In this article we will discuss some key facts of discretionary trusts, including why they are used, how they are taxed, and some basic requirements for them to be valid.
Is it possible to have a discretionary trust for one person?
The trustees must have a discretion over what beneficiary to benefit, therefore a discretionary trust needs to have more than one beneficiary, or at least the chance that the class of beneficiaries might increase in the future. For example, if the client has just one child and the class of beneficiaries was referred to as ‘my descendants’, this would be acceptable as there could be potential beneficiaries in the future for the trustees to consider.
How is a discretionary trust taxed?
Discretionary trusts are subject to the relevant property regime. This will mean that if the trust’s assets are over the nil rate band (currently £325,000) the trust will need to pay anniversary and exit charges on the assets over the nil rate band. How these charges are calculated is complex but combined these charges will not exceed 6% of the value of which is above £325,000.
If the value of the trust is below the nil rate band, there will be no ongoing inheritance tax charges.
For inheritance tax purposes, the trust assets are seen as owned by the trust rather than by the beneficiaries of the trust.
Why use a discretionary trust?
The reasons to use a discretionary trust usually come down to either:
- Protection: This may be protecting the beneficiaries from themselves, for example due to addiction concerns, or from third parties such as a potential divorce or bankruptcy.
- Flexibility: This could be flexibility for beneficiaries, such as a beneficiary who lacks financial ability to manage the inheritance themselves, or for flexibility for the testator for example if they may want to amend the distribution of the estate often (but the beneficiaries will remain the same).
Our previous article covers this in more detail.
How long can a discretionary trust last?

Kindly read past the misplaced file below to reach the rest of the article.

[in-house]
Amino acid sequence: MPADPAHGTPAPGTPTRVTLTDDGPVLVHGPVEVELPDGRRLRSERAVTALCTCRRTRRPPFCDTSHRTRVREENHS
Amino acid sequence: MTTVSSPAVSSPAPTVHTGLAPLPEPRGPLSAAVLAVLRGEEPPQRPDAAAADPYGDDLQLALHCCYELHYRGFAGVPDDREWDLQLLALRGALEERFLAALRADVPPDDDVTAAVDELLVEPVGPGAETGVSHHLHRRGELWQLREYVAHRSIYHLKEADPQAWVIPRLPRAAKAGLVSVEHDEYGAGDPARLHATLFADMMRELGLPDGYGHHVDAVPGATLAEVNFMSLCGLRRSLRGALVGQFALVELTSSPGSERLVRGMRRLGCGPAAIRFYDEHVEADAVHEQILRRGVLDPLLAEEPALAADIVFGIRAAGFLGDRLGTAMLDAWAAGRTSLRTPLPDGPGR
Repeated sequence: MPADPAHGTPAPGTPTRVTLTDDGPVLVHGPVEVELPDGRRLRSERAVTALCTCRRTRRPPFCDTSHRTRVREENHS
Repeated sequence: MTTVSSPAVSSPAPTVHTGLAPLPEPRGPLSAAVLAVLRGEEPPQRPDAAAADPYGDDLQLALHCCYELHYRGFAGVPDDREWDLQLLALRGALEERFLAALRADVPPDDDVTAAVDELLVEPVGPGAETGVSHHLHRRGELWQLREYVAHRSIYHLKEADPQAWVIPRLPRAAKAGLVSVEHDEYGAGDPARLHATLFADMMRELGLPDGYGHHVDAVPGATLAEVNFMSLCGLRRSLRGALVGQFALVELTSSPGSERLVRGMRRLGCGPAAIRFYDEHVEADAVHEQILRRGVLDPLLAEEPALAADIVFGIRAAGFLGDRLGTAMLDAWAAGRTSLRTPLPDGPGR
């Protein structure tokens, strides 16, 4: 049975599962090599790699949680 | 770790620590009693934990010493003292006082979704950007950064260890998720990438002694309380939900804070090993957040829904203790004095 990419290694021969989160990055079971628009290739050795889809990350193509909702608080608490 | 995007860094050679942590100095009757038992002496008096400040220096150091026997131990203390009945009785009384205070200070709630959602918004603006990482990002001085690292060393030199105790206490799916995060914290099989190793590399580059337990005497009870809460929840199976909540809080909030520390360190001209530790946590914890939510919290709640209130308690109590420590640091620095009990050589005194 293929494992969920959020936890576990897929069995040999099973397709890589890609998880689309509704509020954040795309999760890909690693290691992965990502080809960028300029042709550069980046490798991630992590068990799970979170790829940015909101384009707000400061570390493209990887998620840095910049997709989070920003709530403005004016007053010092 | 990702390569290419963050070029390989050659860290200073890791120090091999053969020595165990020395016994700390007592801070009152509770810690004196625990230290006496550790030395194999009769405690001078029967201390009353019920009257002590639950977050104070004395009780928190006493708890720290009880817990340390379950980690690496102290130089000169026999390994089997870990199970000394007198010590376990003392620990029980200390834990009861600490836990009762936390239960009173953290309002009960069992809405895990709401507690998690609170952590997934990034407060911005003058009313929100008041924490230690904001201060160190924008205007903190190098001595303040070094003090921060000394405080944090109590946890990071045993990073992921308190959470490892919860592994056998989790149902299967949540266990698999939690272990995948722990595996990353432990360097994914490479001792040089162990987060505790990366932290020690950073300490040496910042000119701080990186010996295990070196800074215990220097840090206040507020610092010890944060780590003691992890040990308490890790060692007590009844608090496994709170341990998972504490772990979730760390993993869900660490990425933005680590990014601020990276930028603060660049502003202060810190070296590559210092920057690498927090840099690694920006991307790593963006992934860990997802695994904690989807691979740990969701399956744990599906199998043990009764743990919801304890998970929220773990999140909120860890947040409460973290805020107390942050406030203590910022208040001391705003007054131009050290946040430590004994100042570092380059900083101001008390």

Discretionary trusts are usually written to last for 125 years, it is not possible for them to last any longer than this. The trust could be ended earlier than this, for example if all the beneficiaries have died (in which case the trust assets would pass to the default beneficiaries) or by the trustees distributing all the trust assets out to the beneficiaries.
What should the letter of wishes be used for?
The trustees of a discretionary trust have complete discretion on how to use the trust assets. Therefore, the trust itself won’t specify the distribution of the trust assets, such as what percentages the clients would want the beneficiaries to inherit or any other particular wishes they may have
Any particular wishes on how the trustees should exercise their discretion should instead be kept in a separate letter of wishes to the trustees. This can include wishes should as how much each beneficiary should inherit, at what ages and any concerns the testator may have over how the beneficiaries should inherit. The trustees would consider this letter but it is non-binding.
Can the Residential Nil Rate Band apply to a discretionary trust?
The Residential Nil Rate Band (RNRB) cannot apply if it is intended that the deceased’s main residence forms part of a discretionary trust and is to remain in the trust for the long term. However, if the trustees of the trust appoint the home out of the trust to direct descendants within two years of the testator’s death, RNRB will then apply. This is due to rules contained in S144 Inheritance Tax Act 1984 which mean that distributions from the trust within two years of death are treated for IHT purposes as if the will had gifted the assets to the beneficiary.